No, this is not going to be a Joycean literary exposition. Rather, it's the answer to a question that I get a lot -- how do you know so much about what wine tastes like?
The Wine Curmudgeon would like to say it is because I am special, a genius, or even an idiot savant. In fact, it is because I taste a lot of wine -- maybe more than 1,000 bottles a year (though not necessarily the entire bottle every time).
Hence, no special skills or secret tasting genes. Learning what wine tastes like is about repetition. If you drink sauvingon blanc enough times, you'll learn what it tastes like, as well as the different styles -- New Zealand, California, France, and the like. I didn't learn how to recognize oak in chardonnay because I have a nostril oak detector; instead, I drank enough chardonnay to figure out that the vanilla smell was caused by oak.
This came up the other day in my Cordon Bleu class when we were discussing food and wine pairings. I was talking about the different sauvignon blanc styles, and a student said: "Why do you know that? How do you know that?" And I pointed out that he had probably tasted two sauvignon blancs in his life, both during the class tasting. I had tasted thousands, going back almost 20 years. That experience makes a huge difference.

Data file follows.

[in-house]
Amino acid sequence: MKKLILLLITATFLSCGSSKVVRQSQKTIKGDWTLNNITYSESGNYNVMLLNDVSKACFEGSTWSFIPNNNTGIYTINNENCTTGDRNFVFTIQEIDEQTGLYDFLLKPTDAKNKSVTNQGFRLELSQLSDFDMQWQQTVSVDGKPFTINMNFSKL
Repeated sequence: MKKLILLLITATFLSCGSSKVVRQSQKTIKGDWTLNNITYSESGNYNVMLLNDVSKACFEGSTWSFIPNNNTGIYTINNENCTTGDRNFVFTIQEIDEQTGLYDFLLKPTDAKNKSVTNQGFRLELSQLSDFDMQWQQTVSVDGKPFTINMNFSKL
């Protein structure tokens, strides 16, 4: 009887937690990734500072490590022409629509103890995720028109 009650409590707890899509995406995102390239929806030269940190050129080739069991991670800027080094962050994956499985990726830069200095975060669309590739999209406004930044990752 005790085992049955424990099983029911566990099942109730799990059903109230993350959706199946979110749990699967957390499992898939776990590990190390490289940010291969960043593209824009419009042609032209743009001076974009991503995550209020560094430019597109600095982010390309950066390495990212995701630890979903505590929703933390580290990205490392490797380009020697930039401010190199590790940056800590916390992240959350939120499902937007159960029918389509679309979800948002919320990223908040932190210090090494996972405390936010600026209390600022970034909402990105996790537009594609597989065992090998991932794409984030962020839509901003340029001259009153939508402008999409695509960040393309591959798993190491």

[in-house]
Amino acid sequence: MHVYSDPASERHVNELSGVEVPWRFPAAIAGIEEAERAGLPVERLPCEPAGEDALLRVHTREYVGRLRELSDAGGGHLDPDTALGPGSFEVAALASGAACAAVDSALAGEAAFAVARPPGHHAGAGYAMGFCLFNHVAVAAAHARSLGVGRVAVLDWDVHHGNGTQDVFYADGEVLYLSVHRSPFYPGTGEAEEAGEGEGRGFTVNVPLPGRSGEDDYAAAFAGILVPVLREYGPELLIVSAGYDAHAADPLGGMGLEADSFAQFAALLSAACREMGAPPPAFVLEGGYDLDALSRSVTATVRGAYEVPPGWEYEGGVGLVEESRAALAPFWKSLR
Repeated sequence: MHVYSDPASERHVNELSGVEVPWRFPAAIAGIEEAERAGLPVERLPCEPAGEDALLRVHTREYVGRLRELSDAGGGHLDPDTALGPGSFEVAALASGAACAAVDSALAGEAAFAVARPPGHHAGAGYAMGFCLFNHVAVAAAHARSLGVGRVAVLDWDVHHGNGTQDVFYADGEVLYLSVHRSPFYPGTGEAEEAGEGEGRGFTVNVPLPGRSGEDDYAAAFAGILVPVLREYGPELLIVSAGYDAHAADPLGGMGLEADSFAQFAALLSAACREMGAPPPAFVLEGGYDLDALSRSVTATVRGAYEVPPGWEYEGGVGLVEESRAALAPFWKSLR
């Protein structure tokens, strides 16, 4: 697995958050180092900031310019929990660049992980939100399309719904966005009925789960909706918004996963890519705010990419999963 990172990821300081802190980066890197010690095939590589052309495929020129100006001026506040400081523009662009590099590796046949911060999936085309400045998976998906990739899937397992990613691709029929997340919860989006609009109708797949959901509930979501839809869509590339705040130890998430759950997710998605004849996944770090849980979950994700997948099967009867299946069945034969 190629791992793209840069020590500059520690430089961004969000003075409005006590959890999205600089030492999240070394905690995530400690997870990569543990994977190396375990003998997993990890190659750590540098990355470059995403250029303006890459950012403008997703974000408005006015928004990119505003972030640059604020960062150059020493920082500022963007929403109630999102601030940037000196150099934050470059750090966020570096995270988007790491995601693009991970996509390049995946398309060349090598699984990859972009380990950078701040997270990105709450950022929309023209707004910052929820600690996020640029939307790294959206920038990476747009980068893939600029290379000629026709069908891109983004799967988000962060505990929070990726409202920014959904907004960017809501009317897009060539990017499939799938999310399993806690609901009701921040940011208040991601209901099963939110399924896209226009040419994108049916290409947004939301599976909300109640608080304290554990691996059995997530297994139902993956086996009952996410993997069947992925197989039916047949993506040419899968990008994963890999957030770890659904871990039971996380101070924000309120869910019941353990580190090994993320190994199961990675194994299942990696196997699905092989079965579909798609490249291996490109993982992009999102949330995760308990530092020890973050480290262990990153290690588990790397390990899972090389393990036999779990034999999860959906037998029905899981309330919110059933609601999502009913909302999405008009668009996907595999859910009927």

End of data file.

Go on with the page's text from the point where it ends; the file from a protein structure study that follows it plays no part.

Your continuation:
Which is what I tell people when they ask me how to lean about wine. First, drink a bottle, and write down what it tastes likes (also the name, which a lot people forget to do). What are the flavors? Is it fruity? Is it dry or sweet? Did you like it? Why or why not?
Then, go to a good liquor or wine store and ask the employee to recommend something similar to the first wine that is more or less the same price range. Take the bottle home, and do the same thing -- noting flavors, style, and whether you liked it. Repeat this process often enough -- regularly for two years is a good start -- and you'll be able to recognize wine. It really is that simple.